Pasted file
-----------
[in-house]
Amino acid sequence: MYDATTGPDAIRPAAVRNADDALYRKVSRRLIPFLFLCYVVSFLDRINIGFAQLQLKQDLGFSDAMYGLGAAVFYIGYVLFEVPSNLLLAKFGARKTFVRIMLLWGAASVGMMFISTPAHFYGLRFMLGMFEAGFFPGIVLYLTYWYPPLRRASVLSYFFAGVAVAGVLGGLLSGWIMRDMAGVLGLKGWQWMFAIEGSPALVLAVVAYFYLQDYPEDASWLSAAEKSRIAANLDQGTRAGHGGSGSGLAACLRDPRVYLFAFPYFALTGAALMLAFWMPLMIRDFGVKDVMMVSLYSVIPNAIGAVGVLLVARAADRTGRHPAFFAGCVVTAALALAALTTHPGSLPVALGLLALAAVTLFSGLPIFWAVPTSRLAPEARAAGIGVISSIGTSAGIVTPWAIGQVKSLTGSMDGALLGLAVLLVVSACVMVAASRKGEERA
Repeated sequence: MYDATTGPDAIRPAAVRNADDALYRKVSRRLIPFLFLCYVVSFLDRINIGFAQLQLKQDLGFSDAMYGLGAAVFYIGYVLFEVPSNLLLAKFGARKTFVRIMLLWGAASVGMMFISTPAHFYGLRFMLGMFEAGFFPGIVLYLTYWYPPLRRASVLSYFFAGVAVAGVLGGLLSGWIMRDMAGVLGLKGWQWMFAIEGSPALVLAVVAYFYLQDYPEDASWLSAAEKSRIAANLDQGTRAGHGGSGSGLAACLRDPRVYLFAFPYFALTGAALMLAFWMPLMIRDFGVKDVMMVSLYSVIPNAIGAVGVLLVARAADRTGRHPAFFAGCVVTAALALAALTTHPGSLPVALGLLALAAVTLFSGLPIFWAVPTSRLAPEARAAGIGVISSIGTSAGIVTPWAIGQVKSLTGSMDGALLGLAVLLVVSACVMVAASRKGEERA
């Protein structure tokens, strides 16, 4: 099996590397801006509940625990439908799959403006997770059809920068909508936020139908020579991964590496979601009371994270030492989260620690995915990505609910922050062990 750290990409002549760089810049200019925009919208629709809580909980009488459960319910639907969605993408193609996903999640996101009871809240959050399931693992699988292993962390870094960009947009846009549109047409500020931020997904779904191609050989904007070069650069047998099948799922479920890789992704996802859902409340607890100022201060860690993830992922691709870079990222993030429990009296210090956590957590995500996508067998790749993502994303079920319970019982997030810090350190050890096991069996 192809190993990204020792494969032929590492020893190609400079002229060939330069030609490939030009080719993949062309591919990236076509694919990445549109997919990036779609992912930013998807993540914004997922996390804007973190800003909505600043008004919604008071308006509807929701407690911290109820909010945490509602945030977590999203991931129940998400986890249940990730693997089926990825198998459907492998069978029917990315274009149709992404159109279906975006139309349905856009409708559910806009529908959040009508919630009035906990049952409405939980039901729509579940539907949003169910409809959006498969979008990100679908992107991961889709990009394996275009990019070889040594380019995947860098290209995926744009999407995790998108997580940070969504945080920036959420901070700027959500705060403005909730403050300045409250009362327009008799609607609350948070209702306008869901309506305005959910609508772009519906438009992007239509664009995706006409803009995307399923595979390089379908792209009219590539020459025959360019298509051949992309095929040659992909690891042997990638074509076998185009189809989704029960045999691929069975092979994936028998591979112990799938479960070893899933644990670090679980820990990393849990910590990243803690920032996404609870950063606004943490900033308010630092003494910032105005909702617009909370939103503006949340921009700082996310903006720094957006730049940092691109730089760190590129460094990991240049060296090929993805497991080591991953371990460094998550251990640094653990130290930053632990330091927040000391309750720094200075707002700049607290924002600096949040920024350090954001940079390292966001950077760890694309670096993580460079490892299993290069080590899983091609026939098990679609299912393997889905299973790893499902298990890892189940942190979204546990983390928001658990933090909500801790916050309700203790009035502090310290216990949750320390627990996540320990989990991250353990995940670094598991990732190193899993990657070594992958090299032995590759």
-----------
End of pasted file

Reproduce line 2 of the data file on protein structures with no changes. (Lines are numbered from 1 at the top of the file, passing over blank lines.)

Amino acid sequence: MYDATTGPDAIRPAAVRNADDALYRKVSRRLIPFLFLCYVVSFLDRINIGFAQLQLKQDLGFSDAMYGLGAAVFYIGYVLFEVPSNLLLAKFGARKTFVRIMLLWGAASVGMMFISTPAHFYGLRFMLGMFEAGFFPGIVLYLTYWYPPLRRASVLSYFFAGVAVAGVLGGLLSGWIMRDMAGVLGLKGWQWMFAIEGSPALVLAVVAYFYLQDYPEDASWLSAAEKSRIAANLDQGTRAGHGGSGSGLAACLRDPRVYLFAFPYFALTGAALMLAFWMPLMIRDFGVKDVMMVSLYSVIPNAIGAVGVLLVARAADRTGRHPAFFAGCVVTAALALAALTTHPGSLPVALGLLALAAVTLFSGLPIFWAVPTSRLAPEARAAGIGVISSIGTSAGIVTPWAIGQVKSLTGSMDGALLGLAVLLVVSACVMVAASRKGEERA